Northern Bald Ibises return
The rarest birds in the Middle East are returning to their breeding grounds, having provided data about their migration route and wintering site which will help in the development of plans to protect them outside their breeding season. But the mystery of where young, non-breeding birds go in winter remains.
The re-appearance of one Northern Bald Ibis Geronticus eremita in Palmyra, Syria, with two others close behind, has been heralded as a success for the nine-month satellite tracking project that began when scientists tagged three adult birds last summer.
"The birds’ migration remains perilous and it is our job to make that journey safer." —Ibrahim Khader, Head of BirdLife Middle East
The trio, Sultan, Salam and Zenobia, the latter named after Palmyra’s third-century warrior queen, flew more than 3,800 miles across seven countries, and spent the winter in the Ethiopian highlands 50 miles from the country’s capital, Addis Ababa.
The birds’ return route was one of the factors that surprised scientists most. They flew west rather than east of the Red Sea, crossing from Sudan to Saudi Arabia at the Sea’s widest point of about 180 miles.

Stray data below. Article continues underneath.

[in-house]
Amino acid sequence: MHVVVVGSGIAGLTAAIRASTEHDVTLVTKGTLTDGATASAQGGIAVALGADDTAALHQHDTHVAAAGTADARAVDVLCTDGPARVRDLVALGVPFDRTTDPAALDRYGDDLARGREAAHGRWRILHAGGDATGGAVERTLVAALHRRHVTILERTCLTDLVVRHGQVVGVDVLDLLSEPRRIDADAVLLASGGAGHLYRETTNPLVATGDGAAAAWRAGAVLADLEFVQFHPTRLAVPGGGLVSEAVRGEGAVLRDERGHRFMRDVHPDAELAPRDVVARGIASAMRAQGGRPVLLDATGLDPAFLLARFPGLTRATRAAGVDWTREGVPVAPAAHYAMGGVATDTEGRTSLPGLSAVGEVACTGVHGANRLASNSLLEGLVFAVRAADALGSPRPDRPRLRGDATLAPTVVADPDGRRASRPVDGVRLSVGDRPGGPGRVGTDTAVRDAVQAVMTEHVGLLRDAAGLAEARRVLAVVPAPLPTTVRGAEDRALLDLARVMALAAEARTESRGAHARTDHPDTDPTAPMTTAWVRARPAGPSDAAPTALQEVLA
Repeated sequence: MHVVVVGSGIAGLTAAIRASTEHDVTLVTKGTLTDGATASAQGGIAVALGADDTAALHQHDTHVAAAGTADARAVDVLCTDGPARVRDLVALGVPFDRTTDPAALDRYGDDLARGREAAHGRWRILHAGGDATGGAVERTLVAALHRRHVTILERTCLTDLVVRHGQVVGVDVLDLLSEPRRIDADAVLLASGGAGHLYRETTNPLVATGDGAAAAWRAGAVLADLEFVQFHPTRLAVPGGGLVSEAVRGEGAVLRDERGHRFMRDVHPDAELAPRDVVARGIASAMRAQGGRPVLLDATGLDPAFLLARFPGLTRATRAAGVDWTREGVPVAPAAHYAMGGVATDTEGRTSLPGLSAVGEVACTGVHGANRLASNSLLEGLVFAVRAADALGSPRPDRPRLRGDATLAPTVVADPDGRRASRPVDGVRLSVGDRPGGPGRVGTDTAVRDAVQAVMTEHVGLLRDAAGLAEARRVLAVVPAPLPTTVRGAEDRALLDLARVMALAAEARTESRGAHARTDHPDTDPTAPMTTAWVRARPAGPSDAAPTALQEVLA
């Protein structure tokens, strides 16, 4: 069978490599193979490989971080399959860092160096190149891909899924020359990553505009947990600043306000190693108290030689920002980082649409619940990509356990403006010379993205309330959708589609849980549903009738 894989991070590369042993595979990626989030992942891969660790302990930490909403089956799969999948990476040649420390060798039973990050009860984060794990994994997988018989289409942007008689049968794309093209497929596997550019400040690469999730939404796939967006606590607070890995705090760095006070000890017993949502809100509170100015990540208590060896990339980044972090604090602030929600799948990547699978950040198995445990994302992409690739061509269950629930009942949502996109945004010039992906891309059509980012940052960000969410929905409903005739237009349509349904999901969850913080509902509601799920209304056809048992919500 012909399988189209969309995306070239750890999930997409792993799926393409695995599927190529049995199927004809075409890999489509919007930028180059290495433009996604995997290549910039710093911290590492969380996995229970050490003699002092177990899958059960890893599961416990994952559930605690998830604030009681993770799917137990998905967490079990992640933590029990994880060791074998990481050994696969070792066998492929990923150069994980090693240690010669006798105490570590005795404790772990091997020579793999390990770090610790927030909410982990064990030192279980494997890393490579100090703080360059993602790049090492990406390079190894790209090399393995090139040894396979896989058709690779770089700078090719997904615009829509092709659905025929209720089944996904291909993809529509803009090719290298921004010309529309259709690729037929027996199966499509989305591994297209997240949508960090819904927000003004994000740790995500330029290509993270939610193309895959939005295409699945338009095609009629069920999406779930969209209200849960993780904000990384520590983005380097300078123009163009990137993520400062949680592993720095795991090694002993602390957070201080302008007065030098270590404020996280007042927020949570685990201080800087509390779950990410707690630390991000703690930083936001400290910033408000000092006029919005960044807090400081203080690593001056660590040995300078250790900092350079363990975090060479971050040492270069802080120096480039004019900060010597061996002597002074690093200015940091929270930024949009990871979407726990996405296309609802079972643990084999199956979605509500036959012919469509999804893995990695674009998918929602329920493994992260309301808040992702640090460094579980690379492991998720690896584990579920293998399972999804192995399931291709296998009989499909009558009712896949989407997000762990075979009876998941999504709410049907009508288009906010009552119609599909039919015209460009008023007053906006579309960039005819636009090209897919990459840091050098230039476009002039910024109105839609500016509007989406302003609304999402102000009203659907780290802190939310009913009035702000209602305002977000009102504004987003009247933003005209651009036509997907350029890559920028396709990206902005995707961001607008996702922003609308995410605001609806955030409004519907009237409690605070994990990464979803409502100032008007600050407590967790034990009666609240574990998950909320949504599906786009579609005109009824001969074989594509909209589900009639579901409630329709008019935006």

However, there has so far been no sign of the nine younger birds which left the Syrian breeding colony at the same time as the adults, in July last year. Lubomir Peske, who put the tags on Sultan, Salam and Zenobia, will return to the colony this spring in the hope of tagging a young ibis.
Ibrahim Khader, Head of BirdLife Middle East, said: "The birds’ migration remains perilous and it is our job to make that journey safer. If we can do that, this population will have a much better chance of survival. Without this project, the northern bald ibis would have been consigned to history and hieroglyphics."
For further information on Northern Bald Ibis, see the feature article Come home to Palmyra
For up-to-date satellite maps of the Northern Bald Ibis migration, visit RSPB's Northern Bald Ibis in Syria webpages